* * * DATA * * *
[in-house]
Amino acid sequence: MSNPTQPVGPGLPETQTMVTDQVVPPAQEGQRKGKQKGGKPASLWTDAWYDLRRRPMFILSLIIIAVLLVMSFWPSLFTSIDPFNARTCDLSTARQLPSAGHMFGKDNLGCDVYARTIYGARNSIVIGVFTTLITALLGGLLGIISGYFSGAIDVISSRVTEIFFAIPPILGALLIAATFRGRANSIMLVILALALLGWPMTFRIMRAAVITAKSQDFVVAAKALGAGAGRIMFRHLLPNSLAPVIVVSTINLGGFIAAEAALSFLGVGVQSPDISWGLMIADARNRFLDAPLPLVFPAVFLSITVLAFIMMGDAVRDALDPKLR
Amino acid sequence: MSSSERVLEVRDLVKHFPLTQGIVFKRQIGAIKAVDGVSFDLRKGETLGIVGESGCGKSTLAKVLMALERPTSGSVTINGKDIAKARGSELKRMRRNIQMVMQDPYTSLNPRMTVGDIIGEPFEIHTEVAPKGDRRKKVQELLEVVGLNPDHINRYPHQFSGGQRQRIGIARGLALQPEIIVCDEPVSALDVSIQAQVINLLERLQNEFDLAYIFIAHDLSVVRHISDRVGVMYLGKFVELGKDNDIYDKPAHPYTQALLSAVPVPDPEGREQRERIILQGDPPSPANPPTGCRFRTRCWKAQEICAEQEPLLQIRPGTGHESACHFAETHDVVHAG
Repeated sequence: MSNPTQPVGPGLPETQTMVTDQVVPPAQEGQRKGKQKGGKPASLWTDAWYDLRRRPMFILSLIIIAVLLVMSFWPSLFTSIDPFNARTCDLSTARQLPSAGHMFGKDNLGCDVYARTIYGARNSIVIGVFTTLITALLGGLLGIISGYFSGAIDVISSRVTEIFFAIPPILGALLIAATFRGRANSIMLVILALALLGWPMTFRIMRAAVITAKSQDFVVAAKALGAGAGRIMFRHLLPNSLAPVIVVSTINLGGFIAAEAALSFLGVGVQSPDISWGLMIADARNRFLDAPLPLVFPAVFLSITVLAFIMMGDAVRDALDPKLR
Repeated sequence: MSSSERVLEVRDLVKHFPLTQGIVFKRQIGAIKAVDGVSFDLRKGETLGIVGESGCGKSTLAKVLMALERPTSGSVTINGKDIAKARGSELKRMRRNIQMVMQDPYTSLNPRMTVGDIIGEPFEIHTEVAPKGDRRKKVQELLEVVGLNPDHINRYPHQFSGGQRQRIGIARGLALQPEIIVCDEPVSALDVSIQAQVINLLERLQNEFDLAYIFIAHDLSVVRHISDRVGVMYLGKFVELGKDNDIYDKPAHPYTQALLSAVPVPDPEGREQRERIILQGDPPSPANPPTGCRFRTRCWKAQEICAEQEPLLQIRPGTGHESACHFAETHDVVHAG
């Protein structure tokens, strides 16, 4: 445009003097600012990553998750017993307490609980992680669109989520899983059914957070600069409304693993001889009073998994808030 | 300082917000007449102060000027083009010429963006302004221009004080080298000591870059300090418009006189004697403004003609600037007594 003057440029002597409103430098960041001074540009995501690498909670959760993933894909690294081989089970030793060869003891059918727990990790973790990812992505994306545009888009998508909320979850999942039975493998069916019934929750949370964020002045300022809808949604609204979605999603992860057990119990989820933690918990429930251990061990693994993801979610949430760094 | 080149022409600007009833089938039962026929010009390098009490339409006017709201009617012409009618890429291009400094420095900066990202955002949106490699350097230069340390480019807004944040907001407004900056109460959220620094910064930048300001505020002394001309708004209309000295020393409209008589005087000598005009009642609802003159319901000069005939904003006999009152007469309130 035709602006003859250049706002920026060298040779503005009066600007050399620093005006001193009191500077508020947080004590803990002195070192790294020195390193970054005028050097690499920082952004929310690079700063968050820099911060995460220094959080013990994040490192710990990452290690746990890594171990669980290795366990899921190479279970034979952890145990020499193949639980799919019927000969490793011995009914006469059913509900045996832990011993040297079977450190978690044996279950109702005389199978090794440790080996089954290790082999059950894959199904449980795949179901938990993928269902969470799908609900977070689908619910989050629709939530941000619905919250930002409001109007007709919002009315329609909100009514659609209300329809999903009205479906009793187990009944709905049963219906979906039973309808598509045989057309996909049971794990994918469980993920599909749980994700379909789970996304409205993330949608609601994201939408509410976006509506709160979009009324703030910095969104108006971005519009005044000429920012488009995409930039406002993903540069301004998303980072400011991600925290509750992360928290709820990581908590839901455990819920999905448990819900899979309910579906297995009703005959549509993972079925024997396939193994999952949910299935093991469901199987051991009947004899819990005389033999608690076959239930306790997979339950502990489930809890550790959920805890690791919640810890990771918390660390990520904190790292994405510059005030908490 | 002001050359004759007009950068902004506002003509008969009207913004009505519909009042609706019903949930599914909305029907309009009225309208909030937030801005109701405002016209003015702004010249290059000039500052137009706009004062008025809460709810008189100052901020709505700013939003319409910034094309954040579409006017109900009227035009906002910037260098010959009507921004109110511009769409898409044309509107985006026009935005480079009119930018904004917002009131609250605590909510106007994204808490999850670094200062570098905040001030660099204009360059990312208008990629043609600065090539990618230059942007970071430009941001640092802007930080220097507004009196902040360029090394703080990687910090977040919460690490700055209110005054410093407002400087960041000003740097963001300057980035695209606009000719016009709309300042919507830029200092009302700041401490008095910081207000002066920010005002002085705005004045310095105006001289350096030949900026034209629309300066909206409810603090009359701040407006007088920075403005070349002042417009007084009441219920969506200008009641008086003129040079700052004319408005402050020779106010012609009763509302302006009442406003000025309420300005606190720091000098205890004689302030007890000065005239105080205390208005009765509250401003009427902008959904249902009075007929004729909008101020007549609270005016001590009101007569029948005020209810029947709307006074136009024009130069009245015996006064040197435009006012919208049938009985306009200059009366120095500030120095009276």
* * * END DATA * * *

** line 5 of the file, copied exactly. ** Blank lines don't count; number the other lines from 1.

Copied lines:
Repeated sequence: MSSSERVLEVRDLVKHFPLTQGIVFKRQIGAIKAVDGVSFDLRKGETLGIVGESGCGKSTLAKVLMALERPTSGSVTINGKDIAKARGSELKRMRRNIQMVMQDPYTSLNPRMTVGDIIGEPFEIHTEVAPKGDRRKKVQELLEVVGLNPDHINRYPHQFSGGQRQRIGIARGLALQPEIIVCDEPVSALDVSIQAQVINLLERLQNEFDLAYIFIAHDLSVVRHISDRVGVMYLGKFVELGKDNDIYDKPAHPYTQALLSAVPVPDPEGREQRERIILQGDPPSPANPPTGCRFRTRCWKAQEICAEQEPLLQIRPGTGHESACHFAETHDVVHAG